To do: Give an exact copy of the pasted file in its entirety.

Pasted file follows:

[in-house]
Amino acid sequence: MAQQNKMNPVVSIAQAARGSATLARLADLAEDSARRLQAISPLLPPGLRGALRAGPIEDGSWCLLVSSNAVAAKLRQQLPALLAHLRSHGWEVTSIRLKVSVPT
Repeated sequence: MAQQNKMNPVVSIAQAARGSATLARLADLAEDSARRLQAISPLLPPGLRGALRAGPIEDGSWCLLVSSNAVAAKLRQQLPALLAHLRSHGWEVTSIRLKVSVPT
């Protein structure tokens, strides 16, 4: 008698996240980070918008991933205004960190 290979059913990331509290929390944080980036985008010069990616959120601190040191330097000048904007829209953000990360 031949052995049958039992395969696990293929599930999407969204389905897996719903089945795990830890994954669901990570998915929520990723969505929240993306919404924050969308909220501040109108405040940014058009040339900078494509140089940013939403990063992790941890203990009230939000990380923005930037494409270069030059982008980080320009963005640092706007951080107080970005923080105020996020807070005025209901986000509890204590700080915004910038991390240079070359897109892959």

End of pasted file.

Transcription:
[in-house]
Amino acid sequence: MAQQNKMNPVVSIAQAARGSATLARLADLAEDSARRLQAISPLLPPGLRGALRAGPIEDGSWCLLVSSNAVAAKLRQQLPALLAHLRSHGWEVTSIRLKVSVPT
Repeated sequence: MAQQNKMNPVVSIAQAARGSATLARLADLAEDSARRLQAISPLLPPGLRGALRAGPIEDGSWCLLVSSNAVAAKLRQQLPALLAHLRSHGWEVTSIRLKVSVPT
């Protein structure tokens, strides 16, 4: 008698996240980070918008991933205004960190 290979059913990331509290929390944080980036985008010069990616959120601190040191330097000048904007829209953000990360 031949052995049958039992395969696990293929599930999407969204389905897996719903089945795990830890994954669901990570998915929520990723969505929240993306919404924050969308909220501040109108405040940014058009040339900078494509140089940013939403990063992790941890203990009230939000990380923005930037494409270069030059982008980080320009963005640092706007951080107080970005923080105020996020807070005025209901986000509890204590700080915004910038991390240079070359897109892959």